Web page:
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Kanji for June 2, 2005 - First Person Pronoun Series #1 - Kanji of the Day [entries|archive|friends|userinfo]
Kanji of the Day

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Kanji for June 2, 2005 - First Person Pronoun Series #1 [Jun. 2nd, 2005|01:16 pm]
Kanji of the Day



シ わたくし わたし*

SHI; watakushi; watashi*

private, I

Some examples:
私立 = shiritsu - private (as in the opposite of 'public')
私学 = shigaku - private college/university (short for 私立学校)
私事 = shiji/watakushigoto - personal affairs

Not to be confused with:
= RI, ki(ku) - advantage, benefit
= WA - peace, harmony; Japan

If you've studied Chinese, you're probably used to 我 being used for "I." There are many, many, many, many different first-person pronouns in Japanese. I'll be going over the most common ones over the next few entries (so please don't try to overload people with different pronoun choices in the comments!), and so I figured I'd start with the big and the basic: watashi.

Any beginning Japanese textbook will list watashi for "I," with the exception of some older books which might list it as watakushi. The latter is the 'official' kun-yomi of the character, though this pronunciation is largely outdated, and rarely used in common speech today outside of some compounds (like watakushigoto above) or if you're trying to be exceedingly formal.

For the most part, watashi is somewhat formal-sounding, but not overly stiff. It's used more by women than by men, but if you're a traveling gaijin in Japan, you don't need to feel gender conscious about using it. Beginners of the language are strongly advised to stick with watashi for their first-person pronoun, regardless of gender, and especially regardless of what they may have leared of other common pronouns through anime and the like.

[User Picture]From: rikoshi
2005-06-02 09:10 pm (UTC)
Feel free to ask questions! That's what we're here for, and all. :)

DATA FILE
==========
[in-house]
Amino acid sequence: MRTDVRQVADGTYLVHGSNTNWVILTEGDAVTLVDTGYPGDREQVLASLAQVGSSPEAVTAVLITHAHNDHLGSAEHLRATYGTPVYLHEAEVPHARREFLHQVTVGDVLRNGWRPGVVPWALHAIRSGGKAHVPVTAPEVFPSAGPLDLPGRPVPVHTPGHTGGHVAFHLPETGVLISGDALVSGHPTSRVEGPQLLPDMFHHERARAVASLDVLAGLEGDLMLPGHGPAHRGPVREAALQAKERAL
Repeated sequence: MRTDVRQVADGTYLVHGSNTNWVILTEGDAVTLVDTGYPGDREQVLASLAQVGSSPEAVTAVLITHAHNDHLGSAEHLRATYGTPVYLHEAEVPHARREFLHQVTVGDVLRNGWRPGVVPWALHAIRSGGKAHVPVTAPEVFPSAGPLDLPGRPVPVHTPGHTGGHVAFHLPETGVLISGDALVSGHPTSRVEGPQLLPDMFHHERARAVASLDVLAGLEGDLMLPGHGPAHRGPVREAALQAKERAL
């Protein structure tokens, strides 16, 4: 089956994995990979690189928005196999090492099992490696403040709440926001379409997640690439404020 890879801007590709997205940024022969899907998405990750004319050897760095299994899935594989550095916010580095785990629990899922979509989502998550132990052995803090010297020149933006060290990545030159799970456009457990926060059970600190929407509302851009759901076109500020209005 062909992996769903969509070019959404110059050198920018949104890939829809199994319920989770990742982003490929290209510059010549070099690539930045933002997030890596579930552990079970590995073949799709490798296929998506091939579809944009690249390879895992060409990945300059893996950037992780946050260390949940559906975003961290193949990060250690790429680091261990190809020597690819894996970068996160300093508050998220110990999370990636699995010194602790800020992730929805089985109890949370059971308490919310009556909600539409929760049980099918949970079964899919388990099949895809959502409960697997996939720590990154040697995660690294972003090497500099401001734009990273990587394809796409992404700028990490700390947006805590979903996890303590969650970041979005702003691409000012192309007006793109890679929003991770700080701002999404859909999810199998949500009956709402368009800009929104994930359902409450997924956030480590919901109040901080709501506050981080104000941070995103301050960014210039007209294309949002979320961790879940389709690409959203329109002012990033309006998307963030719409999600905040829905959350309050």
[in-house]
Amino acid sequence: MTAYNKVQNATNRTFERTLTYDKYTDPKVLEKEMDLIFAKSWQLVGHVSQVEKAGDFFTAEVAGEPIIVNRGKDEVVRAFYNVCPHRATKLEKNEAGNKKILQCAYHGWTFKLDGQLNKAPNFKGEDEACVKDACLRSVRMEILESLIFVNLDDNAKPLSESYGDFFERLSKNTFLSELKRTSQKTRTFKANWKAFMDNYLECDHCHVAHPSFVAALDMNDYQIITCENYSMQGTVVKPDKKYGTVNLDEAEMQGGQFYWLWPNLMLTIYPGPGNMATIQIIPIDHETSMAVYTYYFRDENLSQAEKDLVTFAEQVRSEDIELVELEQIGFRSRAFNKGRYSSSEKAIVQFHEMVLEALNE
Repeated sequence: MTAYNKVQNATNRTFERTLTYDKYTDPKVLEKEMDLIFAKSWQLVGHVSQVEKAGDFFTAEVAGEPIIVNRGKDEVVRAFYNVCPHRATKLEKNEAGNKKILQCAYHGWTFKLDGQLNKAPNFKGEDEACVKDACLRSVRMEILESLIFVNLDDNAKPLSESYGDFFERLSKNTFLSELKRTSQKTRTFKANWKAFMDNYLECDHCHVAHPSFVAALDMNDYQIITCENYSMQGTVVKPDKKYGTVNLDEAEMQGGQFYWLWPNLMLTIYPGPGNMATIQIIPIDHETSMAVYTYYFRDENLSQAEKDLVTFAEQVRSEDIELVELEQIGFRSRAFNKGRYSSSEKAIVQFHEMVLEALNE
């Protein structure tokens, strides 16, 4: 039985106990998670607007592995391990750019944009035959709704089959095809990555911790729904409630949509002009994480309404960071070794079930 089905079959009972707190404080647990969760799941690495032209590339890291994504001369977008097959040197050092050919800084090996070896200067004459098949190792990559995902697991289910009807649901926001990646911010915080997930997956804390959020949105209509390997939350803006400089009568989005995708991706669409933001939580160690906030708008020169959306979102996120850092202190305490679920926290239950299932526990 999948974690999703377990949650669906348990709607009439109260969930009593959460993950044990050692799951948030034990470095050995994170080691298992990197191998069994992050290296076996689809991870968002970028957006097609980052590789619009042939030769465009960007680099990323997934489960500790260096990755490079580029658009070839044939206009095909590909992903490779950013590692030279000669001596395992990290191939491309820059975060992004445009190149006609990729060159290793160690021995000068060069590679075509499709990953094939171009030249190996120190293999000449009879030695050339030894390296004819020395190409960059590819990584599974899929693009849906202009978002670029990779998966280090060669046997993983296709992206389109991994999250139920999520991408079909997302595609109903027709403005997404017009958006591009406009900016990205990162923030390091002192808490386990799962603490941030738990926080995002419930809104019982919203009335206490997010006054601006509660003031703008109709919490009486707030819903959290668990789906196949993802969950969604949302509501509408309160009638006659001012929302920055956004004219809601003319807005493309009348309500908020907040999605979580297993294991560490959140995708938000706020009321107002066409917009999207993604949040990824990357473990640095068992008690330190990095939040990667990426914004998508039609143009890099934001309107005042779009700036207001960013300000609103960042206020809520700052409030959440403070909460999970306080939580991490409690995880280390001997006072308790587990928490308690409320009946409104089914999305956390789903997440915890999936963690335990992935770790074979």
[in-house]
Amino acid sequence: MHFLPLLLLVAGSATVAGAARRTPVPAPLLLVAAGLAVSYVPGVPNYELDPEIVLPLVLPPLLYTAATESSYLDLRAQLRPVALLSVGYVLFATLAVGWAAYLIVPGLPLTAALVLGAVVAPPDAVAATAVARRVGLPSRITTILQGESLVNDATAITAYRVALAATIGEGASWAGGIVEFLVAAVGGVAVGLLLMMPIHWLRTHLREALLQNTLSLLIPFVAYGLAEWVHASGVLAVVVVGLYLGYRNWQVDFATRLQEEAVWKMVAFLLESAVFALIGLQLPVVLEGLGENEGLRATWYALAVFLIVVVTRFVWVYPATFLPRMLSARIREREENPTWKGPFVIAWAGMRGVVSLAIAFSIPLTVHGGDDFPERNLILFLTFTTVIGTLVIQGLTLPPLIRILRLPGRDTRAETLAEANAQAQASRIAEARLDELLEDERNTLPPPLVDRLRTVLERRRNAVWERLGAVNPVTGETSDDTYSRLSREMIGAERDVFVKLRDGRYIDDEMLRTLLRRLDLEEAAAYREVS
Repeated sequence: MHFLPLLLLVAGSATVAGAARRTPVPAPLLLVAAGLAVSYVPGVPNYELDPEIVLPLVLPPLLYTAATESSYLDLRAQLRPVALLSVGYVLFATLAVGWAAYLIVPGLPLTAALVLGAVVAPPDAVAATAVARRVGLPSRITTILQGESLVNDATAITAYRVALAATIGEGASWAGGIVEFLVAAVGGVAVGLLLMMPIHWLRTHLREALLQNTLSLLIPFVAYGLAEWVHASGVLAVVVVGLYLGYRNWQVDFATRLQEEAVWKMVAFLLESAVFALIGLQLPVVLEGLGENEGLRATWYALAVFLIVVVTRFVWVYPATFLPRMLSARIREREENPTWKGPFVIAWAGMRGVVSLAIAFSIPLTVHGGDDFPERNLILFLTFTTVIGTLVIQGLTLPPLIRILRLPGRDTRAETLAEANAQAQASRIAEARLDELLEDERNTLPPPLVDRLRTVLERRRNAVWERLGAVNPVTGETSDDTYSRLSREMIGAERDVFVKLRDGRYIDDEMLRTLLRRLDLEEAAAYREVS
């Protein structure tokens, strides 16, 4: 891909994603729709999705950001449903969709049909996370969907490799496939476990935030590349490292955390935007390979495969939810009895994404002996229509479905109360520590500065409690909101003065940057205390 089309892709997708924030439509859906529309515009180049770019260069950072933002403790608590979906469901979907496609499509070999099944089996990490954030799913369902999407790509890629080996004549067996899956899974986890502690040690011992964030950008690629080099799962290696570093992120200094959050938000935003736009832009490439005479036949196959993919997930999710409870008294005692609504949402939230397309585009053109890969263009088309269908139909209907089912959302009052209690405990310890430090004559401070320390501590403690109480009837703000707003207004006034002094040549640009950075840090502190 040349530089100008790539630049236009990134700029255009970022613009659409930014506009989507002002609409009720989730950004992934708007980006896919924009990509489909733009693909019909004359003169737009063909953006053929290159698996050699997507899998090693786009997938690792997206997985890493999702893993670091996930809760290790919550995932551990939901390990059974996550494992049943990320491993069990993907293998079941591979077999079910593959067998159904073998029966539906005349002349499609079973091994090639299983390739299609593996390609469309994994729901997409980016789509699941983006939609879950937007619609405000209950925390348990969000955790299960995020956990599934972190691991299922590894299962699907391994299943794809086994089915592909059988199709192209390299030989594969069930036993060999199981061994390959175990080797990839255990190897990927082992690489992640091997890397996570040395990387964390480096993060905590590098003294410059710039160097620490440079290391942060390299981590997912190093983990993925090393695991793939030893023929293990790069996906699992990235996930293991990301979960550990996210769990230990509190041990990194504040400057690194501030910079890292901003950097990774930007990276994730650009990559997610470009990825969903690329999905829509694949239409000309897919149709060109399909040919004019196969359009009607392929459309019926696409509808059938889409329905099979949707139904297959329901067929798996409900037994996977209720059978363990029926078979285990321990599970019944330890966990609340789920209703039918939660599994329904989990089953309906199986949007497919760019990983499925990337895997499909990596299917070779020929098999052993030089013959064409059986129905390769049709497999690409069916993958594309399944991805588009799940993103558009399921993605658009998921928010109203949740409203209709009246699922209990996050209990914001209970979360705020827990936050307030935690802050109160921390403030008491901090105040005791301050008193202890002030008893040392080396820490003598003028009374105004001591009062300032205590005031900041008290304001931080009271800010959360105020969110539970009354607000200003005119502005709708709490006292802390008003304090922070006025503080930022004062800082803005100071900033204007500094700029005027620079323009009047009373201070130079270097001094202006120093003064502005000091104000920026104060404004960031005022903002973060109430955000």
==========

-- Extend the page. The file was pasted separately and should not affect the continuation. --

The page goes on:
(But yeah, my only concern is that I know that lots of people are excited to share what they know, failing to realize (or at least to account for) the fact that an overabundance of information can sometimes hurt more than it helps. That's why I'm going through these one at a time.)
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[User Picture]From: ferricide
2005-06-02 09:36 pm (UTC)
sometimes it's the other info in the post that tells me something i've been wanting to know:

和 = WA - peace, harmony; Japan

every little bit helps...

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[User Picture]From: rikoshi
2005-06-02 09:44 pm (UTC)
Had you stumbled across that one before?
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[User Picture]From: ferricide
2005-06-02 09:48 pm (UTC)
i saw it a lot in japan and i had started to figure out that sometimes it means japan, but i was too lazy to look it up (it wasn't exactly pressing.)
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[User Picture]From: rikoshi
2005-06-02 10:07 pm (UTC)
和 is used in abbreviated form to mean Japan, due to the fact that old name for Japan, Yamato, was written as 大和.

As I'm sure you know, 日本 is the typical way to write Japan, and in the newspaper and such, 日 is used in abbreviations (like 日米関係 nichibei-kankei, Japanese-U.S. relations).

For actual words and stuff, though, 和 finds its way into things meaning 'Japanese.' Good examples are 和食 washoku (Japanese food), 和服 wafuku (Japanese-style clothing), and 英和翻訳 eiwa-hon'yaku (English-to-Japanese translation).

I think I should probably do an entry on this kanji pretty soon, actually!
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[User Picture]From: ferricide
2005-06-02 10:18 pm (UTC)
wow, cool. thanks for the info. ^_^
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